Connecting Operations In Control: How to Implement Distributed Control During a Plant Revamp
Upgradation of the distributed control system at a urea plant – A revamp project for the DCM Shriram Group, which operates a fertilizer plant, was completed well before time without any downtime or process interruption at the plant. Though the project was difficult, the company managed to complete the task.
The DCM Shriram Group operates a fertilizer plant at Kota, Rajasthan. The urea plant was commissioned in 1967 with the latest available instrumentation and control systems of that time. In the year 2000, a small section comprising a hydrolyser unit was added along with a Distributed Control System (DCS) and microprocessor based smart field instrumentation.
Except for the hydrolyser, the process control for the plant parameters was being performed from a control panel in the centralized control room through individual standalone instruments such as controllers, recorders, monitors and field devices.
From Pneumatic to Electronic Transmitter
A majority of field transmitters and control room instruments were based on pneumatic signal communication. Some of the important control loops had been gradually upgraded by replacing the field and control room devices with the electronic smart transmitters and microprocessor based single loop controllers which experienced as better accuracy and control in comparison to the pneumatic control loops.
The safety interlocks was of relay based control circuits placed at different locations in the control room triggering alarm and trip commands from pneumatic switches in combination with relay based annunciators for visual alarm of process up-sets.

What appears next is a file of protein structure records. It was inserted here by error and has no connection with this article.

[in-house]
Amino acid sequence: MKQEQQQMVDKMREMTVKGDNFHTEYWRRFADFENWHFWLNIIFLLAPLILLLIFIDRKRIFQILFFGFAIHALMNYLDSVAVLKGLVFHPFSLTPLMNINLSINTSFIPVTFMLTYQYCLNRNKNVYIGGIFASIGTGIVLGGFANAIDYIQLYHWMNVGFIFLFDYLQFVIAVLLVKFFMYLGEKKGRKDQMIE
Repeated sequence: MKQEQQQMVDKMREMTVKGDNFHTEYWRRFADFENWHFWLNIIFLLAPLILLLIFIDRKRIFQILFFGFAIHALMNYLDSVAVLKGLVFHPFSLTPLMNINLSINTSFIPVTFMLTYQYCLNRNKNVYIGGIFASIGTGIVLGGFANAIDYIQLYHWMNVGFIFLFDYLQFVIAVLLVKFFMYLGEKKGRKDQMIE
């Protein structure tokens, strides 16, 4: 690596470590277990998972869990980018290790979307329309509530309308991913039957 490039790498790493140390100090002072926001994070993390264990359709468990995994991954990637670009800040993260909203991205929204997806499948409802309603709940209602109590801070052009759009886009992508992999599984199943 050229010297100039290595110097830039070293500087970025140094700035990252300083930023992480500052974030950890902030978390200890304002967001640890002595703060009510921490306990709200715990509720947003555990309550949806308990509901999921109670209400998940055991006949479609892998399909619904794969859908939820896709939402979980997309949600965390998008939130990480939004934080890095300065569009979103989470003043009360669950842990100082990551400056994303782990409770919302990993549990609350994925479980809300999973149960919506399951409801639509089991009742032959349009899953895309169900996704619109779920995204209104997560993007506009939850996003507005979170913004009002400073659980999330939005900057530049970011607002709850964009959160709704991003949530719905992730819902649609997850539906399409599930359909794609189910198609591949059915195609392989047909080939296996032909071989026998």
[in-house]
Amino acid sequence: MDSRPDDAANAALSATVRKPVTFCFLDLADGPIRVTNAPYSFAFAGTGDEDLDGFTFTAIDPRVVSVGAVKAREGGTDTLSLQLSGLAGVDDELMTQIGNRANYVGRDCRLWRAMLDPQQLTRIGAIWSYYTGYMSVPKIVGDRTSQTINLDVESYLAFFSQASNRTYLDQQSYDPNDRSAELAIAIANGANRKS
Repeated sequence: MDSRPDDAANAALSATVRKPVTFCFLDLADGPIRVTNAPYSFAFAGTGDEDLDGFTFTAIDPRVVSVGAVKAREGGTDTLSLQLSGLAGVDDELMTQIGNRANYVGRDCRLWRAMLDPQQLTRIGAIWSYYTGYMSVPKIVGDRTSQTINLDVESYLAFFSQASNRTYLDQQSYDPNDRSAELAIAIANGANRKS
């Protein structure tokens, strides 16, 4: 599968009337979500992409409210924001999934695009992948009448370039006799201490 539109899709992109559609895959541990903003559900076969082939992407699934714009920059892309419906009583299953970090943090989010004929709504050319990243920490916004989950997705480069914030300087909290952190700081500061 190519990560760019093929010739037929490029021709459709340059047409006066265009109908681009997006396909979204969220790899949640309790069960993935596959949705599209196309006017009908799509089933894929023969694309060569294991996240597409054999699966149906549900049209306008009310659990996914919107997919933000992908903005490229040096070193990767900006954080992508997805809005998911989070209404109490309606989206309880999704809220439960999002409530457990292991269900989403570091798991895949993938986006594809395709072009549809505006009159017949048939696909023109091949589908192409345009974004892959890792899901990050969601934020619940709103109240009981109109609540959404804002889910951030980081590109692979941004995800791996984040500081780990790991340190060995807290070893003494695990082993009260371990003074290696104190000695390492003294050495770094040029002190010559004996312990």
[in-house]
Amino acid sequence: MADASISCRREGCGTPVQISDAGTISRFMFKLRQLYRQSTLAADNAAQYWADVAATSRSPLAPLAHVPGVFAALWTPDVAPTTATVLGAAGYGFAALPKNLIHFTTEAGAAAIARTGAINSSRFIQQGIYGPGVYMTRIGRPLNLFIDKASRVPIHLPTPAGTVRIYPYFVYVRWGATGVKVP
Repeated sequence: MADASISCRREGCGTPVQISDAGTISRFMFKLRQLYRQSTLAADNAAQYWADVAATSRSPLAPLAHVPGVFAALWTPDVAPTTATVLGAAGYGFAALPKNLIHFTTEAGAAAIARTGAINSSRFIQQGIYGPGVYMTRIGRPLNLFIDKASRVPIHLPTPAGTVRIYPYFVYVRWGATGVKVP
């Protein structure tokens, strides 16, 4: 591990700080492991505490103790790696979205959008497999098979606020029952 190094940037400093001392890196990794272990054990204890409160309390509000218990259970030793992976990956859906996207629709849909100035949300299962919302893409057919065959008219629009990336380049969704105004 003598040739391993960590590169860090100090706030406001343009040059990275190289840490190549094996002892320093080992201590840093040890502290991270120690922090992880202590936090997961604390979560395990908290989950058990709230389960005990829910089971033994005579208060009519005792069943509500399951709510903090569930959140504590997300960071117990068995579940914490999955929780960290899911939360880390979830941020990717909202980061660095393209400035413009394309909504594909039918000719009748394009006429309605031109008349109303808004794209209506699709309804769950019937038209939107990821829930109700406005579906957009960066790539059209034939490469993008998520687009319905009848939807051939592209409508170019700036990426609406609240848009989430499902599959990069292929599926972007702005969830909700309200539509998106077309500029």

The Time for Change is Now
Having experienced the benefits of process control and maintenance with the new microprocessor based control system of the hydrolyser section (DCS) and single loop electronic controllers along with smart transmitters, the operation and maintenance engineers felt a number of limitations with the current system.
These included the obsolescence of measuring and control devices through pneumatic instrumentation and conventional control systems in the centralized control room (CCR), the non-availability of spares, frequent zero and calibration drift, lesser availability of process information to analyze up-sets and problems, more human interventions, less diagnostic features and lesser availability of trained manpower in the pneumatic system as old operators were retiring from service.
Keeping in view the limitation of old instrumentation vis-à-vis benefits of the latest systems, specific special provisions were made during finalization of the technical specifications of the entire system such as high fail safety, redundancy and optimization of complex control loops.
Since upgrading a DCS can be a monumental and expensive project, it was important to evaluate whether it makes more sense to migrate the entire system at once or conduct a partial or phased approach, which most DCS suppliers offer. A phased upgrade can minimize the downtime, be less risky and the cost can be spread out.
Upgradation of DCS
Most of the new versions of DCS can be configured on top of the legacy control systems. This can be done on a running plant with no impact to production. By upgrading the DCS, you ensure that operators know the new technology before the complete system is installed. Changes in presentation and interaction with new controls are some of the biggest hurdles that operators face.